An all-too-common example of colleges or universities going outside their area of content authority is when they become political commentators. Of course, you and your audience care about the current political climate—but putting your brand in the middle of the firefight is not always the best idea. Truth is, colleges and universities—on the whole—are not where people are going to get their political analysis.
Be sure to keep your content in the area of what people look to you to answer.
Like an ebook on how to pick the right major for your career goals or something of that sort. This is what you would expect, or hope, a university would talk about.
Thirdly, your answers should be timely. People rarely listen to answers that come before they ask the question. In the same way, people rarely listen to answers that come much later than the question.
It’s important to answer the questions that people are asking now.
I’ve written before about editorial calendars and how they can help your marketing team create the right content – at the right time – for the right audience. Editorial calendars are the tool you should be using to guide your content creation process so that you’re publishing content that answers the questions on your audience’s mind at that time.
The right time to release your ebook on preparing for dorm life? A few months before the semester begins. The right time to begin blogging about finding financial aid? About three months before the new semester begins.
These are the times when your audience is asking these questions. Do your best to answer their questions at the moment that they’re asking them.
Next, your answers need to be emotional. No, that doesn’t mean they need to be overly dramatic. But it does mean that they need to have a story-like quality that helps your audience see themselves in your school.
You are creating content for human beings, not computers. The old adage of “show, don’t tell” really applies here.
So tell them a story.
Tell them the story of a student who came to your school. Tell them the story of a donor who started a scholarship fund… or how your latest research is making a difference in the world.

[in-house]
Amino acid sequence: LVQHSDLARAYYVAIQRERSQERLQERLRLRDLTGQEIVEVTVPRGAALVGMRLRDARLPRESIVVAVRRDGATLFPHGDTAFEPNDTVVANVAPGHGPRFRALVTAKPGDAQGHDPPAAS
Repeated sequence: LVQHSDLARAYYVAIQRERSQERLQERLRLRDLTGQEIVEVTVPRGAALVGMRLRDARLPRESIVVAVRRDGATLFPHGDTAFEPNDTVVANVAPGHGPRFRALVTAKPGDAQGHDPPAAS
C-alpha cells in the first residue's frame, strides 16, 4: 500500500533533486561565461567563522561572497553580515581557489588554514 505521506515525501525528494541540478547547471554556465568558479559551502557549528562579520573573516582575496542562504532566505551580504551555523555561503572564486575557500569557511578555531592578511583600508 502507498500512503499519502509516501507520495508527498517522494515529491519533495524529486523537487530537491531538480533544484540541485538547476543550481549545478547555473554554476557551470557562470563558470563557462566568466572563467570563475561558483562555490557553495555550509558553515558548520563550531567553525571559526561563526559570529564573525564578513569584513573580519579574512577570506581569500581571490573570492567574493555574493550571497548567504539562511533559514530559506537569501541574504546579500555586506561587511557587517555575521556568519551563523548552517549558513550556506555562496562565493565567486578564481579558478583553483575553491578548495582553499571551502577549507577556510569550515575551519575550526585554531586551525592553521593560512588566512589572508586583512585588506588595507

Whatever question you are answering, make sure that you bring the answer to life in a way that the audience can see what it’s like at your school.
Lastly, your answers need to be purposeful. In order for marketing to work, the audience needs to know clearly what to do next.
Marketing exists to motivate your audience to perform behaviors that support the goals and mission of your organization. This is why your answers must be purposeful in how they guide your audience to these behaviors.
Marketing exists to motivate your audience to perform behaviors that support the goals and mission of your organization.
Earlier, I wrote about the various types of behaviors that you should be tracking among your audience. We call these key performance indicators. Some of them include…
- Click-through rates
- Content downloads
- Website traffic
- Form submissions
The Core of Content Marketing
There are many components to digital marketing—which makes the whole thing a bit complicated. However, the core idea of it all is rather simple: answer your audience’s questions.
If you can keep this North Star in front of you, you’ll rarely go wrong with your content.
And if you’d like a hand in defining the key questions that you should be answering in your content, we at Caylor Solutions would be happy to help.
Just give us a call. It’s free, and there’s no obligation.